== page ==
With the exception of this absence, Mr. Villard passed his winters with his family in their apartment in New York, and his summers at their beautiful country-seat at Dobbs Ferry, on the Hudson, until the summer of 1899, when he made what he felt to be his last tour over the Northern Pacific system. The journey was extended to Alaska, which, though the Oregon Steamship Company had opened commercial intercourse with it under his original administration, he had never found time to visit. As he had not been over the road for eight years, he was prepared to be, if not forgotten, at least only slightly remembered. It was therefore an agreeable revelation to him to find that he and his work were well remembered all the way from the Lakes to the Pacific Northwest. He was heartily welcomed everywhere and by all classes, and met a great number of old acquaintances. The most pleasing reception given to him was at Eugene City at the State University of Oregon, of which he had been a benefactor. It interested him, of course, very much to compare what Oregon and Washington were when he first made his advent on the coast twenty-five years before, with their present stage of development. The two Territories in 1874 had together a population of only 100,000; now each of the two States claimed about half a million. Portland's had risen from 15,000 to 90,000, Tacoma's from 5,000 to 45,000, Seattle's from 6,000 to 65,000, and Spokane's from a few hundred to 40,000. Marvellous changes in one-third the length of a human life!

Mr. Villard was of such a fine physique that he was generally supposed to enjoy perfect health, which was not, however, the case. He had been for more than thirty years troubled with rheumatism and gout, and had passed through several dangerous diseases. After 1896, he had some attacks of heart disease and a slight apoplectic stroke. His real decline began in 1899.[1]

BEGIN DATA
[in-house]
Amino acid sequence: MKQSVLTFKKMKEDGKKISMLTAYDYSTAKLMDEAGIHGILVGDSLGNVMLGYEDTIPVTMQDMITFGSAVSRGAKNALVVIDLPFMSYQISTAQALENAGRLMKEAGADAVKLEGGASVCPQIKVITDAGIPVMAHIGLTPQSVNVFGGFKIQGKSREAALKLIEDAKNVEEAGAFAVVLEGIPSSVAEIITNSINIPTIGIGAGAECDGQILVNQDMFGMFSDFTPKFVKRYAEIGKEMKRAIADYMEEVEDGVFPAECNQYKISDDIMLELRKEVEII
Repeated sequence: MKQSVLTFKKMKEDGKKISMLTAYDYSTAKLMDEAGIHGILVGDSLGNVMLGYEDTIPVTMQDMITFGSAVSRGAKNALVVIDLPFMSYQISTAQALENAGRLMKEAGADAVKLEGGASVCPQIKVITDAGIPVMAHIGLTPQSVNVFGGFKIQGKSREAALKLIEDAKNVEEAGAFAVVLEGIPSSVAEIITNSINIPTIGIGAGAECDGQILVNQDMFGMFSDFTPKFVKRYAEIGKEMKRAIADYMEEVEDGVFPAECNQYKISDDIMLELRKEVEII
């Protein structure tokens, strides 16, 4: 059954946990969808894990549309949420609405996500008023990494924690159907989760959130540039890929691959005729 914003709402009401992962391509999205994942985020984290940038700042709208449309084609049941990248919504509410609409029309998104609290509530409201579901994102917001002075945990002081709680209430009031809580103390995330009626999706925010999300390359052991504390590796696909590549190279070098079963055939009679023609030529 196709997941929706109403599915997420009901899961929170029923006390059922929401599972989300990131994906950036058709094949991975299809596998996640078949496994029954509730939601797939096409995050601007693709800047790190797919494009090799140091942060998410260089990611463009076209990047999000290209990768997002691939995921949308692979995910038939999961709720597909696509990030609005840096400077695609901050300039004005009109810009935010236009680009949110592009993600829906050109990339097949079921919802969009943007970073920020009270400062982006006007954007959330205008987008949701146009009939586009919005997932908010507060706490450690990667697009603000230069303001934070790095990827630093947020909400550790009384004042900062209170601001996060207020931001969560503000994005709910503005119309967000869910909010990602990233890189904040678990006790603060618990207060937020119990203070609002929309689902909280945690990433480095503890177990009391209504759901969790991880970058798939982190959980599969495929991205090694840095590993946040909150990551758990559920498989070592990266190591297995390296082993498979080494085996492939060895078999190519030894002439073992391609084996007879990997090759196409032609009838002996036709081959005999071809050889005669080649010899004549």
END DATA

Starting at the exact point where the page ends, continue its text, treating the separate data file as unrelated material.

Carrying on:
No American citizen of foreign birth could have had a higher appreciation than Mr. Villard of the privileges of American citizenship, and of the incomparable advantages arising from the free play of the human faculties enjoyed in this country. He never forgot that he was himself a living illustration of the benefits of these conditions, and never failed to acknowledge his indebtedness to them. Yet, with all his faithfulness and gratitude to his adopted country, he also remained loyal to the land of his birth. Notwithstanding his residence of nearly half a century in the United States and all the American infiltration and engrafting he underwent in that long time, he always remained and was proud to be a true German. He sought to have his native language acquired by all the members of his family, and to make them personally acquainted with his relatives and friends in the Fatherland. The family altogether lived nearly twelve years at different times in Germany, and Mr. Villard visited his native province on an average every two years. He considered it a sacred duty to do all he could for the welfare of his countrymen in America, and for the promotion of close friendly relations between the two countries. He enjoyed the personal friendship and confidence of all the diplomatic representatives of Germany in the United States from the days of Lincoln, and was ever ready to give them the benefit of his long and varied experience and wide acquaintance on this side of the water. He always believed that the two countries ought to know more of each other's special characteristics, and this induced him to provide for sending thirty-three young German artisans, artists, and literati to the World's Fair at Chicago in 1893. The same motives led him to entertain at Thorwood the officers of the German squadron that was ordered over to join in the international naval review in the spring of that year.


  1. Mr. Villard died at Thorwood, November 12, 1900.